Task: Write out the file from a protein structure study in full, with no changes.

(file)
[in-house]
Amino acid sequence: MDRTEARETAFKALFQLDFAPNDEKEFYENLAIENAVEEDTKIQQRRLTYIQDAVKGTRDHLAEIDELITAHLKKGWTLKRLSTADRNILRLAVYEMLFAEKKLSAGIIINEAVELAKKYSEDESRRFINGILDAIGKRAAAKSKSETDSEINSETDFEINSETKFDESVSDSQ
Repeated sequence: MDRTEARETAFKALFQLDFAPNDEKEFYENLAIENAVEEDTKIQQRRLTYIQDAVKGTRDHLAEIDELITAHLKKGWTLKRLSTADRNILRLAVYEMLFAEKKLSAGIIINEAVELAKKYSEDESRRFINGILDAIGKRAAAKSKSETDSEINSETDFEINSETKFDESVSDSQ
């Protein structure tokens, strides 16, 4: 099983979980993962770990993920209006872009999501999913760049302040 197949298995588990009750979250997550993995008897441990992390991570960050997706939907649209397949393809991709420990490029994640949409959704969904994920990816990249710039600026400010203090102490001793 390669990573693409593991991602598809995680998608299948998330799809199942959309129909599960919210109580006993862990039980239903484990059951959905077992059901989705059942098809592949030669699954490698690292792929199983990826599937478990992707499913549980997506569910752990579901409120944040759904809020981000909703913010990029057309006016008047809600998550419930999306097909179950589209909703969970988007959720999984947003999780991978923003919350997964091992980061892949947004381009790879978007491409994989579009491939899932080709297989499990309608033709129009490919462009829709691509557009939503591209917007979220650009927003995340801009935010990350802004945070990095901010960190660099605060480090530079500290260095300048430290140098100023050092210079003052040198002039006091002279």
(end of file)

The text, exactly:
[in-house]
Amino acid sequence: MDRTEARETAFKALFQLDFAPNDEKEFYENLAIENAVEEDTKIQQRRLTYIQDAVKGTRDHLAEIDELITAHLKKGWTLKRLSTADRNILRLAVYEMLFAEKKLSAGIIINEAVELAKKYSEDESRRFINGILDAIGKRAAAKSKSETDSEINSETDFEINSETKFDESVSDSQ
Repeated sequence: MDRTEARETAFKALFQLDFAPNDEKEFYENLAIENAVEEDTKIQQRRLTYIQDAVKGTRDHLAEIDELITAHLKKGWTLKRLSTADRNILRLAVYEMLFAEKKLSAGIIINEAVELAKKYSEDESRRFINGILDAIGKRAAAKSKSETDSEINSETDFEINSETKFDESVSDSQ
């Protein structure tokens, strides 16, 4: 099983979980993962770990993920209006872009999501999913760049302040 197949298995588990009750979250997550993995008897441990992390991570960050997706939907649209397949393809991709420990490029994640949409959704969904994920990816990249710039600026400010203090102490001793 390669990573693409593991991602598809995680998608299948998330799809199942959309129909599960919210109580006993862990039980239903484990059951959905077992059901989705059942098809592949030669699954490698690292792929199983990826599937478990992707499913549980997506569910752990579901409120944040759904809020981000909703913010990029057309006016008047809600998550419930999306097909179950589209909703969970988007959720999984947003999780991978923003919350997964091992980061892949947004381009790879978007491409994989579009491939899932080709297989499990309608033709129009490919462009829709691509557009939503591209917007979220650009927003995340801009935010990350802004945070990095901010960190660099605060480090530079500290260095300048430290140098100023050092210079003052040198002039006091002279």